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Regression Analysis

This page shows an example regression analysis with footnotes explaining the
output. These data (hsb2)
were collected on 200 high schools students and are scores on various tests,
including science, math, reading and social studies (**socst**). The
variable **female** is a dichotomous variable coded 1 if the student was
female and 0 if male.

In the syntax below, the **get file** command is used to load the data
into SPSS. In quotes, you need to specify where the data file is located
on your computer. In the **regression**
command, the **statistic**s subcommand must come before the **dependent**
subcommand. You list the
independent variables after the equals sign on the **method** subcommand.
The **statistics** subcommand is not needed to run the regression, but on it
we can specify options that we would like to have included in the output.

Please note that SPSS sometimes includes footnotes as part of the output. We have left those intact and have started ours with the next letter of the alphabet.

get file "c:\hsb2.sav". regression /statistics coeff outs r anova ci /dependent science /method = enter math female socst read.

c. **Model** - SPSS allows you to specify multiple models in a
single **regression** command. This tells you the number of the model
being reported.

d. **Variables Entered** - SPSS allows you to enter variables into a
regression in blocks, and it allows stepwise regression. Hence, you need
to know which variables were entered into the current regression. If you
did not block your independent variables or use stepwise regression, this column
should list all of the independent variables that you specified.

e. **Variables Removed** - This column listed the variables that were
removed from the current regression. Usually, this column will be empty
unless you did a stepwise regression.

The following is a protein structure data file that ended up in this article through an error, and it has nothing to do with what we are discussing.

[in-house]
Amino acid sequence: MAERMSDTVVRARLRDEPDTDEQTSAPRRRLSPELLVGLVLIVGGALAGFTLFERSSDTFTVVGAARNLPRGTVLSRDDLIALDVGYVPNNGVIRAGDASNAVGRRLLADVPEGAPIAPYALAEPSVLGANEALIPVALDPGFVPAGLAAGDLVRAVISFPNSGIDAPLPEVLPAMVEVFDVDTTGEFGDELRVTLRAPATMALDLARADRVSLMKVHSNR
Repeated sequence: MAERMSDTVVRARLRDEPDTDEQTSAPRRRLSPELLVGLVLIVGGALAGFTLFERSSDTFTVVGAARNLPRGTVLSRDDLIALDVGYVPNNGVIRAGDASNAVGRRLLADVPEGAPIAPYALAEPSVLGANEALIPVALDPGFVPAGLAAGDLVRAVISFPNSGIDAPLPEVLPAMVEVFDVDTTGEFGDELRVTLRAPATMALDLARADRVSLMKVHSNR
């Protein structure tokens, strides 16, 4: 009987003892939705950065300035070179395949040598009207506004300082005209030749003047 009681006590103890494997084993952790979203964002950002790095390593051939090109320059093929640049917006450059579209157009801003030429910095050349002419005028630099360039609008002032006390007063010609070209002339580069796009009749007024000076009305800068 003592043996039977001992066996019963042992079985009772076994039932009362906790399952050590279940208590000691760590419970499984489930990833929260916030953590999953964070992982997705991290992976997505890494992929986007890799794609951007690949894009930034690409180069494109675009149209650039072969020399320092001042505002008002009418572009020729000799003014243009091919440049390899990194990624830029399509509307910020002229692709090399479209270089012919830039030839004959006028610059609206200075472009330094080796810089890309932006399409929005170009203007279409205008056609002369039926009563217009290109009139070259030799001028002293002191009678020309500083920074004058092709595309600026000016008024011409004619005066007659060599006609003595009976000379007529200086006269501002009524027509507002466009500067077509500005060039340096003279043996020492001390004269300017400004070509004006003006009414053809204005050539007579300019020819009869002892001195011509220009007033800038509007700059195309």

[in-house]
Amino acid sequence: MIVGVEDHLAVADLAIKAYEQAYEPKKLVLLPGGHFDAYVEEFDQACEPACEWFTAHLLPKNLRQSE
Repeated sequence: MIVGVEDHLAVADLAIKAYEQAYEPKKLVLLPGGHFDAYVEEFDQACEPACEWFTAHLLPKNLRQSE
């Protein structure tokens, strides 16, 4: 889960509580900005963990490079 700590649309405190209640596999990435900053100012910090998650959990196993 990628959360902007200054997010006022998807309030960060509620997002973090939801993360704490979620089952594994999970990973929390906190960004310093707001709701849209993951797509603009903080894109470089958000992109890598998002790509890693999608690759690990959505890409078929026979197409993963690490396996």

f. **Method** - This column tells you the method that SPSS used
to run the regression. "Enter" means that each independent variable was
entered in usual fashion. If you did a stepwise regression, the entry in
this column would tell you that.

b. **Model** - SPSS allows you to specify multiple models in a
single **regression** command. This tells you the number of the model
being reported.

c. **R** - R is the square root of R-Squared and is the
correlation between the observed and predicted values of dependent variable.

**d**. **R-Square** - This is the
proportion of variance in the dependent variable (**science**) which can be
explained by the independent variables (**math,** **female**, **socst**
and **read**). This is an overall measure of the strength of association and
does not reflect the extent to which any particular independent variable is
associated with the dependent variable.

**e**. **Adjusted R-square** - This is
an adjustment of the R-squared that penalizes the addition of extraneous
predictors to the model. Adjusted R-squared is computed using the formula 1 -
((1 - Rsq)((N - 1) /( N - k - 1)) where k is the number of predictors.

f. **Std. Error of the Estimate** - This is also referred to as the root mean
squared error. It is the standard deviation of the error term and the
square root of the Mean Square for the Residuals in the ANOVA table (see below).

c. **Model** - SPSS allows you to specify multiple models in a
single **regression** command. This tells you the number of the model
being reported.

d. **Regression, Residual, Total** - Looking at the breakdown of variance
in the outcome variable, these are the categories we will examine: Regression,
Residual, and Total. The Total variance is partitioned into the variance which
can be explained by the independent variables (Model) and the variance which is
not explained by the independent variables (Error).

e. **Sum of Squares** - These are the Sum of Squares associated with the
three sources of variance, Total, Model and Residual. The Total variance is
partitioned into the variance which can be explained by the independent
variables (Regression) and the variance which is not explained by the
independent variables (Residual).

f. **df** - These are the degrees of freedom associated with the sources
of variance. The total variance has N-1 degrees of freedom. The Regression